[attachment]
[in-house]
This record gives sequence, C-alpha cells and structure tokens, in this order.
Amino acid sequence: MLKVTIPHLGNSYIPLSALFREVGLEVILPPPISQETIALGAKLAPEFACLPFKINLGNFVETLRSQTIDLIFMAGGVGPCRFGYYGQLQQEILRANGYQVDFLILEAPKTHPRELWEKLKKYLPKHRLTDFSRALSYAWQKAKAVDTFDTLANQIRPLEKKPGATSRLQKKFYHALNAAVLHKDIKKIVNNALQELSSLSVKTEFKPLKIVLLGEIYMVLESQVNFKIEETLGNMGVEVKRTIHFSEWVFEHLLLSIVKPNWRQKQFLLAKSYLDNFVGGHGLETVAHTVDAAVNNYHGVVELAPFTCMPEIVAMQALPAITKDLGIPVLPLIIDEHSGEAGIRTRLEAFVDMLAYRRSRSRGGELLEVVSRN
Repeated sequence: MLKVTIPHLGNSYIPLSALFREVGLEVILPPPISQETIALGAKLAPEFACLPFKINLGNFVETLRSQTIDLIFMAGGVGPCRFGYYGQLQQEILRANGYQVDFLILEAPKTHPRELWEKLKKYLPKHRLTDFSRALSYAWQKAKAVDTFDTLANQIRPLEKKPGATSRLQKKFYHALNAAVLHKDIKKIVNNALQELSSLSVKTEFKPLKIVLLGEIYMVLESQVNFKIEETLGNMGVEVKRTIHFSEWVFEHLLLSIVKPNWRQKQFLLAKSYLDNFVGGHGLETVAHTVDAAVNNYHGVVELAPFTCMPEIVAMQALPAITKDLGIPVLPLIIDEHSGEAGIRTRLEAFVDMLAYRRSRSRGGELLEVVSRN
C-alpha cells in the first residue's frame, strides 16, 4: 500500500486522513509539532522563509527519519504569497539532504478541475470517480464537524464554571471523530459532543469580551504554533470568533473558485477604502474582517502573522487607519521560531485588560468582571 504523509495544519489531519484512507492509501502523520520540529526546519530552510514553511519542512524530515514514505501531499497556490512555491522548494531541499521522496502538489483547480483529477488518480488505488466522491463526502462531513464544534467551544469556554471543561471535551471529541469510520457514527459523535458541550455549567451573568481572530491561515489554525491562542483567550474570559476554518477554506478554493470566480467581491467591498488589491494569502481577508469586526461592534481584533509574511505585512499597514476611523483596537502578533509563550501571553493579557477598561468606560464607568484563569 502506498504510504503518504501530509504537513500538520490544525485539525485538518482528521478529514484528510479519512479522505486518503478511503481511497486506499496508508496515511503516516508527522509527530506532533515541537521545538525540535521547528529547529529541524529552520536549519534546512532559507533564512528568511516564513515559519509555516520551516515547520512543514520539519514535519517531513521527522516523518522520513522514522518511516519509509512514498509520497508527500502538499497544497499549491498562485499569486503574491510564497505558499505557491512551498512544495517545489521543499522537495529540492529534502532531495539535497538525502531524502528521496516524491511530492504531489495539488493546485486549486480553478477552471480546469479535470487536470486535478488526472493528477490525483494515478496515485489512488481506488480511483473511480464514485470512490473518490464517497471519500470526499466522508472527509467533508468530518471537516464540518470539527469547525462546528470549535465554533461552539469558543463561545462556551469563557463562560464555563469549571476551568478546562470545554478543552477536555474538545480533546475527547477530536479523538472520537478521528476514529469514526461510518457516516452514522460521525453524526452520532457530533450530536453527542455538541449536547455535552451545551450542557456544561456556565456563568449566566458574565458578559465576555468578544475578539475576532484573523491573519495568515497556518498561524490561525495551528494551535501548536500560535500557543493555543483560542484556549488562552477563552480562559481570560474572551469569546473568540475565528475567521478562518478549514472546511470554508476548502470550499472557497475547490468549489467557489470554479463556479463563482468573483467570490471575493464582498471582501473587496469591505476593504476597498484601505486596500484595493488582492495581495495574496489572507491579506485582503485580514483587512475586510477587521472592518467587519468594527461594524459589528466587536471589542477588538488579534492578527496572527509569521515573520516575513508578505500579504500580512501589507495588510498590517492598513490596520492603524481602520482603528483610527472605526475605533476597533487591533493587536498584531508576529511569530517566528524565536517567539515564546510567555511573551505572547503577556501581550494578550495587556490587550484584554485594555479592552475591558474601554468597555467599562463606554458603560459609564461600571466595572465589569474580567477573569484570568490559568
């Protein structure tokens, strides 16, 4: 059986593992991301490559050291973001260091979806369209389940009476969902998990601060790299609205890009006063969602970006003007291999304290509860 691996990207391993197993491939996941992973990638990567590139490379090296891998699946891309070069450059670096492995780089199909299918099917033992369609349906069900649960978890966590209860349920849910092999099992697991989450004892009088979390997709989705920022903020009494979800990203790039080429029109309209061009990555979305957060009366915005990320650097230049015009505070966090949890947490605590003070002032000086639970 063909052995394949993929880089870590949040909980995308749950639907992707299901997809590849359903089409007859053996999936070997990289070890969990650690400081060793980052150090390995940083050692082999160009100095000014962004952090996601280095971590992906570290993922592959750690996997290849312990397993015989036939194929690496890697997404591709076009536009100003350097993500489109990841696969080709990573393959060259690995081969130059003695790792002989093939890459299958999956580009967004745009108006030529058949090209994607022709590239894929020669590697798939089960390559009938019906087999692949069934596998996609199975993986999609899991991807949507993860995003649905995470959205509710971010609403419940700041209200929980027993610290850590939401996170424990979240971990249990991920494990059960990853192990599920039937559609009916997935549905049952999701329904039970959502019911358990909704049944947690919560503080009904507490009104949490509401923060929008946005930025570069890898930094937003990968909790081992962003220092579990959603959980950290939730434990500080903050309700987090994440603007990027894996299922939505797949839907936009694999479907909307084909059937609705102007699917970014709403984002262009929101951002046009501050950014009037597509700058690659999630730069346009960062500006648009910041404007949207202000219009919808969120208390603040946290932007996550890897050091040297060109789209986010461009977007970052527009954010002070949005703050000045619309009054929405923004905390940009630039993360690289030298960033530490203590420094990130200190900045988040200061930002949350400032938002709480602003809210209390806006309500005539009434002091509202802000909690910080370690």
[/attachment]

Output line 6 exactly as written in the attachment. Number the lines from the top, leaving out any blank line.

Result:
């Protein structure tokens, strides 16, 4: 059986593992991301490559050291973001260091979806369209389940009476969902998990601060790299609205890009006063969602970006003007291999304290509860 691996990207391993197993491939996941992973990638990567590139490379090296891998699946891309070069450059670096492995780089199909299918099917033992369609349906069900649960978890966590209860349920849910092999099992697991989450004892009088979390997709989705920022903020009494979800990203790039080429029109309209061009990555979305957060009366915005990320650097230049015009505070966090949890947490605590003070002032000086639970 063909052995394949993929880089870590949040909980995308749950639907992707299901997809590849359903089409007859053996999936070997990289070890969990650690400081060793980052150090390995940083050692082999160009100095000014962004952090996601280095971590992906570290993922592959750690996997290849312990397993015989036939194929690496890697997404591709076009536009100003350097993500489109990841696969080709990573393959060259690995081969130059003695790792002989093939890459299958999956580009967004745009108006030529058949090209994607022709590239894929020669590697798939089960390559009938019906087999692949069934596998996609199975993986999609899991991807949507993860995003649905995470959205509710971010609403419940700041209200929980027993610290850590939401996170424990979240971990249990991920494990059960990853192990599920039937559609009916997935549905049952999701329904039970959502019911358990909704049944947690919560503080009904507490009104949490509401923060929008946005930025570069890898930094937003990968909790081992962003220092579990959603959980950290939730434990500080903050309700987090994440603007990027894996299922939505797949839907936009694999479907909307084909059937609705102007699917970014709403984002262009929101951002046009501050950014009037597509700058690659999630730069346009960062500006648009910041404007949207202000219009919808969120208390603040946290932007996550890897050091040297060109789209986010461009977007970052527009954010002070949005703050000045619309009054929405923004905390940009630039993360690289030298960033530490203590420094990130200190900045988040200061930002949350400032938002709480602003809210209390806006309500005539009434002091509202802000909690910080370690």